Result := tExpression_Node.Create ;
                             Result.Value := Context ;
                         end ;
We add code to Function_Reference to handle the lexical function.

function Parse_Delta_Time( var Err : integer ; var Context : string ) : boolean ;

var Start_Time, End_Time : string ;
    Starting, Ending : int64 ;

begin
    Start_Time := trim( Get_Parameter( Err, Context ) ) ;
    if( Err <> 0 ) then
    begin
        Result := True ;
        exit ;
    end ;
    Result := Missing_Comma( Err ) ;
    if( Result ) then
    begin
        Result := True ;
        exit ;
    end ;
    End_Time := trim( Get_Parameter( Err, Context ) ) ;
    if( Err <> 0 ) then
    begin
        Result := True ;
        exit ;
    end ;
    if( Start_Time = '' ) then
    begin
        Result := True ;
        Err := UCL_IVTIME ;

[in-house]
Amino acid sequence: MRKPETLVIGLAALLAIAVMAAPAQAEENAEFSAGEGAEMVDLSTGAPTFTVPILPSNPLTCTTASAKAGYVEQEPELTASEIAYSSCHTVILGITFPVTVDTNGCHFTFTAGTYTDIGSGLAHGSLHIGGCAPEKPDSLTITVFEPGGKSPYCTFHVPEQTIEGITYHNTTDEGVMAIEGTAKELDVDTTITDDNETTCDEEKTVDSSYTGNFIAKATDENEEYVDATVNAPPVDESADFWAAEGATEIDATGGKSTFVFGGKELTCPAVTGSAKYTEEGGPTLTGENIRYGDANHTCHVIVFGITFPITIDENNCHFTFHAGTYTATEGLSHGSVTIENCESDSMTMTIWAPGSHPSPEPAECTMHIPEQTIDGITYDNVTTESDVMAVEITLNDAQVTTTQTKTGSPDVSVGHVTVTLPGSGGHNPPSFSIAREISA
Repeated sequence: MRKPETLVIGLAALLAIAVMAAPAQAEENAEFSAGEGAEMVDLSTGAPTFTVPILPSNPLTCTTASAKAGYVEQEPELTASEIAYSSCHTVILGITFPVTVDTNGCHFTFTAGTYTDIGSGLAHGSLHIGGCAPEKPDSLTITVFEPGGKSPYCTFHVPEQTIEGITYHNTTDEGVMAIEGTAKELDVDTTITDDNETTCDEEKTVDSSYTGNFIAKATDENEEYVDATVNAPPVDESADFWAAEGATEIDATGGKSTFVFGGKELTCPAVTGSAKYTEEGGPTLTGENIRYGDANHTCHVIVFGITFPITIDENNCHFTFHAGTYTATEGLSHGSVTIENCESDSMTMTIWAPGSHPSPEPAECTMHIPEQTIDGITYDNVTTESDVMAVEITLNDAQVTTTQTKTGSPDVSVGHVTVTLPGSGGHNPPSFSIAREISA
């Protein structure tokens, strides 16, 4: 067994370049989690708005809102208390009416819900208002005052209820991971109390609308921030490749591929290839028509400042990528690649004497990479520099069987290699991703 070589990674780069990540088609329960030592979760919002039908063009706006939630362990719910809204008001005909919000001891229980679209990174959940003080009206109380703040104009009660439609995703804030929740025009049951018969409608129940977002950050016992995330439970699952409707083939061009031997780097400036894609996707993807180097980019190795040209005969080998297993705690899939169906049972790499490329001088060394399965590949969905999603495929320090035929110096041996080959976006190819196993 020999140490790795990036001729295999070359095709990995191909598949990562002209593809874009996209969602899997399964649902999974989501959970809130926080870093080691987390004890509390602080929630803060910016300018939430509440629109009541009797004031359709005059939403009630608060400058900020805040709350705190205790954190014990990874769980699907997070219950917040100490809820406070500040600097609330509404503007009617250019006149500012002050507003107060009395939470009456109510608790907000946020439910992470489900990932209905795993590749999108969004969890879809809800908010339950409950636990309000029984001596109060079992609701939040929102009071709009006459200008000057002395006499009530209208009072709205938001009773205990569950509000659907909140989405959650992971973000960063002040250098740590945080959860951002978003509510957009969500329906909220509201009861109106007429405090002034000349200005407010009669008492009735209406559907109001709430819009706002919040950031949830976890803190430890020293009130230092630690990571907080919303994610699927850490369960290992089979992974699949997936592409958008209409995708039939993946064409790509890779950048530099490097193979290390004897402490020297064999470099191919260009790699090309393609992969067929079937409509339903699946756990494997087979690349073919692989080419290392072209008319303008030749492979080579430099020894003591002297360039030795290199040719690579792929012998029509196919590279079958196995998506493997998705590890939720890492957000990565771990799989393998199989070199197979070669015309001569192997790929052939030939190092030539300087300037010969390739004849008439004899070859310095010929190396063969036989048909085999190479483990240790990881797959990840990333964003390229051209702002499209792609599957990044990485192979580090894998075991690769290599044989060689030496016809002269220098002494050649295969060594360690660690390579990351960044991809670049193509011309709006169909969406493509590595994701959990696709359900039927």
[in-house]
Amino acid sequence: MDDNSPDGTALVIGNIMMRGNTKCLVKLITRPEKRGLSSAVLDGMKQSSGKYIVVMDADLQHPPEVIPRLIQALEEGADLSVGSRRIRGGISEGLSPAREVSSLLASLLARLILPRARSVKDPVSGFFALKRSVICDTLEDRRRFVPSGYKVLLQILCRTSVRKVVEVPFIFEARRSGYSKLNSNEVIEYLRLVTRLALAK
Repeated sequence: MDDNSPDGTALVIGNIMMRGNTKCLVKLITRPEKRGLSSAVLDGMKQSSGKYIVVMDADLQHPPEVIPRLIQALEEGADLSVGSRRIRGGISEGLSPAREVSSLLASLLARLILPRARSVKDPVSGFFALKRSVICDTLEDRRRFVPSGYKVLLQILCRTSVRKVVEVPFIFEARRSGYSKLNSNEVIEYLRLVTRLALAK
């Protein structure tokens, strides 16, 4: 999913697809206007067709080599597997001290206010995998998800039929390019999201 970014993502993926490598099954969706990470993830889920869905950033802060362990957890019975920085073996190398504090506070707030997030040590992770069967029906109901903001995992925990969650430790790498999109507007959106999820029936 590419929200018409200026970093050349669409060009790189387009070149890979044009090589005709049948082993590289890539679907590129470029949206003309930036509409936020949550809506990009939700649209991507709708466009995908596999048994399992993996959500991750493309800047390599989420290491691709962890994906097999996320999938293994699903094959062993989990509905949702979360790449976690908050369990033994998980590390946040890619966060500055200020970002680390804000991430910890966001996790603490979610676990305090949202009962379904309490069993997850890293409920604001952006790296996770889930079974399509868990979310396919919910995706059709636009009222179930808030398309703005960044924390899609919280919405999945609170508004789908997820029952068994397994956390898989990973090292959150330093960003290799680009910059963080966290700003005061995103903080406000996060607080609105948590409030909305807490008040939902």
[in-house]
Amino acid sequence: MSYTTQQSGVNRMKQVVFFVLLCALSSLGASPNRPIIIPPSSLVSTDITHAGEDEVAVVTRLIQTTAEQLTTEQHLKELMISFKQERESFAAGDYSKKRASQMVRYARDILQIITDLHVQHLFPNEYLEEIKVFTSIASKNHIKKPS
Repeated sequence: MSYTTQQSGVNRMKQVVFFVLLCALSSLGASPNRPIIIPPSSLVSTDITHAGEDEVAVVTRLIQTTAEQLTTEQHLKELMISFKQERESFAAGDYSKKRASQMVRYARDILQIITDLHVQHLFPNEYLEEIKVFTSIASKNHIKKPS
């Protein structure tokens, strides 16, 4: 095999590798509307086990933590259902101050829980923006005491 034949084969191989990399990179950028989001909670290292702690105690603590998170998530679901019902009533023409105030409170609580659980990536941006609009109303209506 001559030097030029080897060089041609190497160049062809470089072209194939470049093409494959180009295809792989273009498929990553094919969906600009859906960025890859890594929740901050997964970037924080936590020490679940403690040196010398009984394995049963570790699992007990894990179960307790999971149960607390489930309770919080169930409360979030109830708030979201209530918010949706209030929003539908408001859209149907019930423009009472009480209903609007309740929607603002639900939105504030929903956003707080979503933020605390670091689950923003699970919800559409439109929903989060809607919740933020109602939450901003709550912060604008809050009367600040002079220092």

exit ;
    end ;
    if( End_Time = '' ) then
    begin
        Result := True ;
        Err := UCL_IVTIME ;
        exit ;
    end ;
    Starting := BINTIM( Start_Time ) ;
    if( ( Last_Error <> 0 ) and ( Last_Error <> LIB_ENGLUSED ) ) then
    begin
        Result := True ;
        Err := UCL_IVTIME ;
        exit ;
    end ;
    Ending := BINTIM( End_Time ) ;
    if( ( Last_Error <> 0 ) and ( Last_Error <> LIB_ENGLUSED ) ) then
    begin
        Result := True ;
        Err := UCL_IVTIME ;
        exit ;
    end ;
    Starting := Ending - Starting ;
    Context := Delta_Time_Representation( Starting ) ;
end ; // Parse_Delta_Time
This function is simple. It gets the start and end time arguments, validates the command between them, then converts them to internal time stamps with BINTIM, and calls Delta_Time_Representation to converst the difference to a delta specification. We will cover those functions in a moment, but one thing to note is the comparison of the error with 0 (indicating success) and LIB_ENGLUSED which simply indicates that the time format defaulted to English. If the error value is neither, we exit with an error.

function BINTIM( const Time : string ) : int64 ;

var E : integer ;
    SRB : TSRB ;

begin
    Set_String( Time, SRB ) ;
    Result := 0 ;